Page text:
In the May 2001 issue of Poetry, Funk's poem is entitled "Underwater Casket." In her volume of poetry, the poem is entitled "The Escape Artist in an Underwater Casket." The new title aligns the poem with the other pieces in the series, which are "An Entry in the Escape Artist's Diary," "The Escape Artist Performing the Straitjacket Release," and "The Escape Artist in Winter."
The other major change is perspective and mode of writing. The initial "Underwater Casket" piece is actually about a man who gets inside a box that is submerged in water. The poem opens,
Before he could breathe on his own,Years later when the poem appeared as "The Escape Artist in an Underwater Casket," Allison had made major revisions. For one, the poem was now a persona poem written from the perspective of the escape artist. The opening of the revised poem reads,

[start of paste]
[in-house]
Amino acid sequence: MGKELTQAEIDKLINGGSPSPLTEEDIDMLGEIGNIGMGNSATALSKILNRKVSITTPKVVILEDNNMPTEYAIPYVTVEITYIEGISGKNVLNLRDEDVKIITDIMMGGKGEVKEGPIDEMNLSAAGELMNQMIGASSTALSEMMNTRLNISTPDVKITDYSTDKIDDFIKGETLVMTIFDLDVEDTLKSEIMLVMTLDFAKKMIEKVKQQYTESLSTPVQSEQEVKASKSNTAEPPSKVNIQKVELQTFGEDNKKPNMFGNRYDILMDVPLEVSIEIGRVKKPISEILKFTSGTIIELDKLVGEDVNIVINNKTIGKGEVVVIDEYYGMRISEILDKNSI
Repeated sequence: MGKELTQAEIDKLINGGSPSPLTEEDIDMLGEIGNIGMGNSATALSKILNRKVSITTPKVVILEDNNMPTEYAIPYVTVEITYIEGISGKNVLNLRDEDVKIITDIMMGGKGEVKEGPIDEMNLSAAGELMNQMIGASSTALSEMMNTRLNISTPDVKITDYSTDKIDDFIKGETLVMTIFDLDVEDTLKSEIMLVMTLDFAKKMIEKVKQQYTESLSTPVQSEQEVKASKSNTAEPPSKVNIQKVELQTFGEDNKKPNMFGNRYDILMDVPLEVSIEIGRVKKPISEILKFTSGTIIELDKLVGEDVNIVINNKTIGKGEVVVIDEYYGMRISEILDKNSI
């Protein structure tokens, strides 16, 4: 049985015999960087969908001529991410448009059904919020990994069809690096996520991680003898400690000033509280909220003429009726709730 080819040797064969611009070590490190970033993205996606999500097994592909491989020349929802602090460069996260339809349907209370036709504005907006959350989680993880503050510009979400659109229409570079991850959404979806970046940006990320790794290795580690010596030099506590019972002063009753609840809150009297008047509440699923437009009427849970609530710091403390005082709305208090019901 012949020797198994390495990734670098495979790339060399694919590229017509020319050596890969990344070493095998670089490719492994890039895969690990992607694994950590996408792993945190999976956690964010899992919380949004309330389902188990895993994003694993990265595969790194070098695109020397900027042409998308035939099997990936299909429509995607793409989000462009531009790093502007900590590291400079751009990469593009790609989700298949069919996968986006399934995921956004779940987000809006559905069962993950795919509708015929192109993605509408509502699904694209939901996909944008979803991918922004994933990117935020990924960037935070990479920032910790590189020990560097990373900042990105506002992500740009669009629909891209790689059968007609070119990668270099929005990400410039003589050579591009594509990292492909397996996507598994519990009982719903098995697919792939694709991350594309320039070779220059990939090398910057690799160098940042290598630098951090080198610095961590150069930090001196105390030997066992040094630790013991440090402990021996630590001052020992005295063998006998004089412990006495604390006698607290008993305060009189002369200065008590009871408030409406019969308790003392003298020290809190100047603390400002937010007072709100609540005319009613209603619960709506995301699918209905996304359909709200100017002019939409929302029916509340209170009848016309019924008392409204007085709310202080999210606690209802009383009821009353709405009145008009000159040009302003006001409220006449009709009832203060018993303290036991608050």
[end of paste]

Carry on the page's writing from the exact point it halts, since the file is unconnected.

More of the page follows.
another's heart beating for him;
before the storm brewing in his lungs
began, and the soldered box
sank to pool bottom.
What was I thinking before the storm"Underwater Casket" included 10 stanzas, 9 of them with three lines, and the last stanza with two lines. That first version has a total of 171 words. By contrast, "The Escape Artist in an Underwater Casket" contains 9 two-line stanzas and a total of 94 words. In a way, the second version had artfully escaped that initial version.
brewing in my lungs began
the sealed box I'm in sank to pool bottom?
I'm fascinated by the revisions, how the poem maintains its focus and at the same time changes in notable ways. For instance, the first version is clearly about a male, whereas the second version does not solidly identify the gender of the speaker. I'm also curious about what led Allison to make the changes that she did, what led her to keep revising.
A Notebook on Escape Artists
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